Chepstow Community Hospital

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Coordinates: 51°38′23″N 2°41′05″W / 51.63972°N 2.68472°W / 51.63972; -2.68472

Chepstow Community Hospital

Chepstow Community Hospital in Chepstow, Monmouthshire, Wales accepted its first patients on 26 February 2000 having been developed under the United Kingdom Government's Private Finance Initiative. It was officially opened on 27 October by Rt Hon Rhodri Morgan AM MP, the First Minister for Wales.

The 84-bed hospital provides primary, community and secondary care delivered from one location. As well as hospital services the building also houses two GP practices. It was built and will be operated for 25 years by Kintra Ltd for a capital cost of approx £10m,[1] and an annual charge of £1.2m to Gwent Healthcare NHS Trust.[2] The land around the previous hospitals (St Lawrence and Mount Pleasant) were owned by Monmouthshire Health Authority and was sold for £6M and given to the PFI, so the net investment was just £4M.

The modern hospital building incorporates mementoes from the past, including the old Admiralty portico moulding from the front façade of the former Mount Pleasant Hospital, which was located on the same site.[3]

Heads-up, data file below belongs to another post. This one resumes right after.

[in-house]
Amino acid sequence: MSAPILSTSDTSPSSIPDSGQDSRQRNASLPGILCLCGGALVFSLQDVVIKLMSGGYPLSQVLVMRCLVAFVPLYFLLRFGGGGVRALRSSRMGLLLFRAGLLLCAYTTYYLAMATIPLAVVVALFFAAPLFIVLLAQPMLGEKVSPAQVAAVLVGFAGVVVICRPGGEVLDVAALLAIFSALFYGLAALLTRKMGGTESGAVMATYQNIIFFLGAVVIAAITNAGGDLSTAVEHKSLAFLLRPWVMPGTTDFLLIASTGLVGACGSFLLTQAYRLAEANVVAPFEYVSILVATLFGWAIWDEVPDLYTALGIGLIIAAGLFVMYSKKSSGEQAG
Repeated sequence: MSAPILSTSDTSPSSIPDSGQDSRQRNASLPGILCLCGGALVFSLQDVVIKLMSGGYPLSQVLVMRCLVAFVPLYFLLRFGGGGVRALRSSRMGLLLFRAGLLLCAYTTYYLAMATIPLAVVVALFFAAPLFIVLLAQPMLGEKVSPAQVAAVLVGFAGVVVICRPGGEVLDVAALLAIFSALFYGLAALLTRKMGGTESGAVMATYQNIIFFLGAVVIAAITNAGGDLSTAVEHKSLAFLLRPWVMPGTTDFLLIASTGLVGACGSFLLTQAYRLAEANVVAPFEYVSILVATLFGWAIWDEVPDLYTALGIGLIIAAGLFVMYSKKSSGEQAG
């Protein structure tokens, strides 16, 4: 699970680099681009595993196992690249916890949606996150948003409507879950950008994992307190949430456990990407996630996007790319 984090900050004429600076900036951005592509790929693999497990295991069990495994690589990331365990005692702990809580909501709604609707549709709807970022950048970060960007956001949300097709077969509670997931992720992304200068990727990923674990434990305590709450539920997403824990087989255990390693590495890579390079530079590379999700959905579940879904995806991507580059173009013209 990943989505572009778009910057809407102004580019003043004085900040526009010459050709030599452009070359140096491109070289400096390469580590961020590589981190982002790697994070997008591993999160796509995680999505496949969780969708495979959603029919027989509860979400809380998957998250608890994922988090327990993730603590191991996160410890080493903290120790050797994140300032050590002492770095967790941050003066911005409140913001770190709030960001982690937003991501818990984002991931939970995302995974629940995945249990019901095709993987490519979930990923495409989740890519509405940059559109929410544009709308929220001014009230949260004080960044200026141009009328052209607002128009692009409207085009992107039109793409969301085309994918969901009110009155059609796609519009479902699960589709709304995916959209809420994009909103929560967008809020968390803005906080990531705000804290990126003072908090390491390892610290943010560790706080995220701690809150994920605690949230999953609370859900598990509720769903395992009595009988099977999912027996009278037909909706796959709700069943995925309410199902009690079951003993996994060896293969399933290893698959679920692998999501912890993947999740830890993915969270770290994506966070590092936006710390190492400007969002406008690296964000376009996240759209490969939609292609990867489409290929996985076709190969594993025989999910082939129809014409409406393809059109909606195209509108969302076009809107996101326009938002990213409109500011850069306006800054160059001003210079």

Previous hospitals[edit]

Mount Pleasant Hospital[edit]

Mount Pleasant Hospital had been built by the Admiralty in 1917 for workers at the National Shipyard in Chepstow, but from 1919 became used for ex-servicemen more generally, and later for the community as a whole.

St Lawrence Hospital[edit]

St Lawrence Hospital was opened in 1942 and was used initially by the War Department throughout the war as a military hospital, including Italian prisoners of war. In September 1949, it was taken over by the Welsh Hospital Board and the Newport and East Monmouthshire Hospital Management Committee, to form a plastic surgery unit.[4] Expansion in the 1950s brought the number of beds to 124, including a burns unit for which it became particularly well known.[3] In the early 1970s the burns unit was transferred to Cardiff Royal Infirmary and the plastic surgery unit to the Prince of Wales Orthopaedic Hospital, Rhydlafar. The hospital was later demolished and the site used for housing.

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